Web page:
But let me think, off the top of my head (which has a headache, just finished a long memorial service for a friend and am decompressing in this odd way)--I like a lot of Mary Oliver's work, though she sometimes gets a little too breathless for me (series of metaphysical questions). I like her sense of nature/eternity, and her vividness. When I was just out of college I was bowled over by early WS Merwin. He's gone in all sorts of different directions, but I generally still enjoy following him where he wanders. Not sure he'd be your style, though. I like a lot of the Latin American poets, though my Spanish is just barely adequate. Not contemporary, but 20th century, Ahkmatova (Anna) (I hope I spelled her last name correctly). Wrote in Russian, stunning poetry, starting with very simple lyrical things before the Russian revolution, on to a heartwrenching long poem written when her only son was jailed by Stalin, and a very difficult long poem/play called, I think, something about masks--this last work is hard for me to get through. Imagine, however, years during which she was under scrutiny and could not write down her work--so she'd work on it, in her mind, and when random visitors came she'd recite a bit, which they'd take away in their minds and write down someplace safe--little bits of paper everywhere, gathered and passed around. In Russia they took poetry seriously. (I like poetry in translation, which is surely perverse--lately I've been seeking out poetry from the middle East--usually poetry of exiles, in these times).(the poet Amichai, who I think was born in Germany and wrote in Hebrew in Israel wrote some really amazing things. I don't read Hebrew, and have only been able to find a couple books in translation, but took him to heart). When I am more coherent I'll get you a better list--and that list of favorites, in which your Raven Mocker and Ingledove should reside.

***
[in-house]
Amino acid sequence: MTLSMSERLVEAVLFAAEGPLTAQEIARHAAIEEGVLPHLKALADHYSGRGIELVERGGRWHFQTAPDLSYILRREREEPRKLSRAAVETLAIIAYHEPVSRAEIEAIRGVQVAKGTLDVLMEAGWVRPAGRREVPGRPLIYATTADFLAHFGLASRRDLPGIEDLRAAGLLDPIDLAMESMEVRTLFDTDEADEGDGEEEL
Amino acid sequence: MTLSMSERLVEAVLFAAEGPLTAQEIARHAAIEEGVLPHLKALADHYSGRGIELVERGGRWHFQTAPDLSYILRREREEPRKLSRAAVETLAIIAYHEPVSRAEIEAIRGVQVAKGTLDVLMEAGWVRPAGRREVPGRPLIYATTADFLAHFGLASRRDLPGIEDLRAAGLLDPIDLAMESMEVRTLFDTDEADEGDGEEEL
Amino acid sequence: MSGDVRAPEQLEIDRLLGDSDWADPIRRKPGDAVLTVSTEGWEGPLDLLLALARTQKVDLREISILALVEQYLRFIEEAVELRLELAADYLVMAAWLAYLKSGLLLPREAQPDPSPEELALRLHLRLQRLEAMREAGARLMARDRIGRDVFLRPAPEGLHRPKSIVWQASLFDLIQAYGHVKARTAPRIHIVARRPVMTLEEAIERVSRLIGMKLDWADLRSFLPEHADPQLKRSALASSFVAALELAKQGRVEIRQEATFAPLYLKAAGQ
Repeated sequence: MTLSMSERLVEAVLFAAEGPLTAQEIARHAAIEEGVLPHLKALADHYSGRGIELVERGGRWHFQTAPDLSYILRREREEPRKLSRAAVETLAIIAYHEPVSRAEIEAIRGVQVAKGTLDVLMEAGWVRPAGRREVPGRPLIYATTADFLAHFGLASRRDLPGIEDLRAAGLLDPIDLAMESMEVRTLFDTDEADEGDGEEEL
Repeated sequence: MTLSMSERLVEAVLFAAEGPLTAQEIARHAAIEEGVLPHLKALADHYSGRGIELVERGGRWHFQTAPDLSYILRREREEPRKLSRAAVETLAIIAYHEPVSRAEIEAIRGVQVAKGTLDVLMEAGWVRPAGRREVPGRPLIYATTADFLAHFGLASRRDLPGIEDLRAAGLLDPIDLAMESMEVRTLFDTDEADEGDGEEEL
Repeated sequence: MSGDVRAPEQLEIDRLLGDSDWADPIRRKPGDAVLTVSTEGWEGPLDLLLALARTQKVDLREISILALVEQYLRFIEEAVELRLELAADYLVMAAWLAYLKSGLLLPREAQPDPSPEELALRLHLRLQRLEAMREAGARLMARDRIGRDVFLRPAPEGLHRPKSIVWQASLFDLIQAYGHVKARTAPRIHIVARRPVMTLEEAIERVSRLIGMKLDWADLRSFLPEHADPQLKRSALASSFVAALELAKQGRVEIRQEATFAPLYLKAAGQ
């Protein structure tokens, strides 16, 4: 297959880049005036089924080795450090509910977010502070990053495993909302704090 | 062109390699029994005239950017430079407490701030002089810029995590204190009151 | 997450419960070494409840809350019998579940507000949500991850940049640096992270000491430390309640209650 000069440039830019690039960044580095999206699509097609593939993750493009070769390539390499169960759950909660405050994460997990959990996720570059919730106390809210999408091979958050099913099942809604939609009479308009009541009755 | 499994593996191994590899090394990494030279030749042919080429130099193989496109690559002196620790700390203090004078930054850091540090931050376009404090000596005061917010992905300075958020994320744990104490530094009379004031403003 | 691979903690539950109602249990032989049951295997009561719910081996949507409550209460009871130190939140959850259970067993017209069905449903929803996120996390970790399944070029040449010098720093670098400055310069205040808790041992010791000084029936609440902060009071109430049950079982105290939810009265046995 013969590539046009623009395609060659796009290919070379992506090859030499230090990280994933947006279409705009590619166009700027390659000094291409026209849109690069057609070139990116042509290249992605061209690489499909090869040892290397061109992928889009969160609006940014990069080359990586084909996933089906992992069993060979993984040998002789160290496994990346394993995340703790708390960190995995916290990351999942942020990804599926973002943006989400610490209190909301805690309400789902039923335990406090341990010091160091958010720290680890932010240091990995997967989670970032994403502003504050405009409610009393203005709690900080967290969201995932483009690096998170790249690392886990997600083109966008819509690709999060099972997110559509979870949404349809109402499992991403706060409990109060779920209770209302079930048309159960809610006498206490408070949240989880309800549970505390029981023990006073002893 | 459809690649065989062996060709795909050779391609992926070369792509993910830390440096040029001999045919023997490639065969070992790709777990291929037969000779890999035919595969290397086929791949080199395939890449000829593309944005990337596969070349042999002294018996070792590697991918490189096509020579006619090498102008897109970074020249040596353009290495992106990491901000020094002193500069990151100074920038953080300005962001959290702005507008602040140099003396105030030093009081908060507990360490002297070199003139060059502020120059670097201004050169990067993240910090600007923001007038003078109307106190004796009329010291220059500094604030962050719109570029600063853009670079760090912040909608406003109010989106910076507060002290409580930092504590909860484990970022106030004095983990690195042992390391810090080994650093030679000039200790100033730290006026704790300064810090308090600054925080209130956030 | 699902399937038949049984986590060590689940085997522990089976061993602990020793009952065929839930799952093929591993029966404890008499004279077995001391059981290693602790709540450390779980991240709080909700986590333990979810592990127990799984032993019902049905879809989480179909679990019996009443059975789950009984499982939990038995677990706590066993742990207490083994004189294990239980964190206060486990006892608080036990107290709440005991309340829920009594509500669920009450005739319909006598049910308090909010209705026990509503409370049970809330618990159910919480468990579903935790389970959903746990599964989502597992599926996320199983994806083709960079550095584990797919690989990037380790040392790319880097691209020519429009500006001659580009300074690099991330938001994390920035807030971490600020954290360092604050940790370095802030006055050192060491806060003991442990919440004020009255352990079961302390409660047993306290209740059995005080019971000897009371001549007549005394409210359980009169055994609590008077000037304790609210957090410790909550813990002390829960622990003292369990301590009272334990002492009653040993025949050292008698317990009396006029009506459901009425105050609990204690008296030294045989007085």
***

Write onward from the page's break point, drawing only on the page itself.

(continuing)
And no, your 8 year old isn't really too young for you to dedicate an Adantean book to him--but you are safe, since there is no way for me to tell him this. (Hadn't read Fraser, by the way--but you are right about hill people and borderlands.)

  4. Very interesting list. I also went through a period of loving The First Four Books, or whatever that Merwin reprint collection was called. And I have read a good bit of poetry in translation, as well. And had two years of Russian (not enough for anything, really) and fooled around with translating lyrics. Akhmatova I liked very much, though I haven't read her in a long time.

    My most recent poetry book acquisitions include collections by Durs Gr├╝nbein, Charles Causley, Kathleen Raine--before that Montale and Lorca. Maybe that gives some sort of glimpse. Heaney essays on poetry, too.

    For me, the formal stuff came late, after years of the other... And some of the Claire poems were once "free." Those are all "early" but revised. I still write "free" verse but only when I can capture that feeling of shackle-breaking--and that comes, for me, from writing metrical and rhyming poems.

    My next book of poems will be much stranger, more supernatural and a mix of metrical/rhyming and free poems.

    Although one's knowledge of e-people is a bit odd (rather like Old and New World correspondents from another century), I find your sensibility and interests appealing. Hope you're adjusting your mind a bit better to that final estrangement of death.


Alas, I must once again remind large numbers of Chinese salesmen and other worldwide peddlers that if they fall into the Gulf of Spam, they will be eaten by roaming Balrogs. The rest of you, lovers of grace, poetry, and horses (nod to Yeats--you do not have to be fond of horses), feel free to leave fascinating missives and curious arguments.